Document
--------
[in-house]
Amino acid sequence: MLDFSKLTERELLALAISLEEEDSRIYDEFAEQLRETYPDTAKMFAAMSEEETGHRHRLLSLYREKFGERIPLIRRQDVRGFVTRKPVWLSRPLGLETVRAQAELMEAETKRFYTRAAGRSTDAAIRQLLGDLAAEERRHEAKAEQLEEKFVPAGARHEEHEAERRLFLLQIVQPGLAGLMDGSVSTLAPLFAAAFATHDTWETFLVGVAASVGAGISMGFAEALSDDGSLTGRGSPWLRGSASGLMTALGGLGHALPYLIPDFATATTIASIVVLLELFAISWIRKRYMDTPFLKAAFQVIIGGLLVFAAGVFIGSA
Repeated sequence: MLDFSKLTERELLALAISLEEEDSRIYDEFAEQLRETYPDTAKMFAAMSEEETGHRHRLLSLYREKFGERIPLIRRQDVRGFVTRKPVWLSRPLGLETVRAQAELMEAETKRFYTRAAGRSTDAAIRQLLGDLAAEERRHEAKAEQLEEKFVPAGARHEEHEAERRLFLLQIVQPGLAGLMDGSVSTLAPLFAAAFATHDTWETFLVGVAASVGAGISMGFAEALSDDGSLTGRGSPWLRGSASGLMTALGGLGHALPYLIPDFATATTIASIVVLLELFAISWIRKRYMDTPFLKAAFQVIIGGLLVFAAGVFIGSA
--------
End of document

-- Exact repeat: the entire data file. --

[in-house]
Amino acid sequence: MLDFSKLTERELLALAISLEEEDSRIYDEFAEQLRETYPDTAKMFAAMSEEETGHRHRLLSLYREKFGERIPLIRRQDVRGFVTRKPVWLSRPLGLETVRAQAELMEAETKRFYTRAAGRSTDAAIRQLLGDLAAEERRHEAKAEQLEEKFVPAGARHEEHEAERRLFLLQIVQPGLAGLMDGSVSTLAPLFAAAFATHDTWETFLVGVAASVGAGISMGFAEALSDDGSLTGRGSPWLRGSASGLMTALGGLGHALPYLIPDFATATTIASIVVLLELFAISWIRKRYMDTPFLKAAFQVIIGGLLVFAAGVFIGSA
Repeated sequence: MLDFSKLTERELLALAISLEEEDSRIYDEFAEQLRETYPDTAKMFAAMSEEETGHRHRLLSLYREKFGERIPLIRRQDVRGFVTRKPVWLSRPLGLETVRAQAELMEAETKRFYTRAAGRSTDAAIRQLLGDLAAEERRHEAKAEQLEEKFVPAGARHEEHEAERRLFLLQIVQPGLAGLMDGSVSTLAPLFAAAFATHDTWETFLVGVAASVGAGISMGFAEALSDDGSLTGRGSPWLRGSASGLMTALGGLGHALPYLIPDFATATTIASIVVLLELFAISWIRKRYMDTPFLKAAFQVIIGGLLVFAAGVFIGSA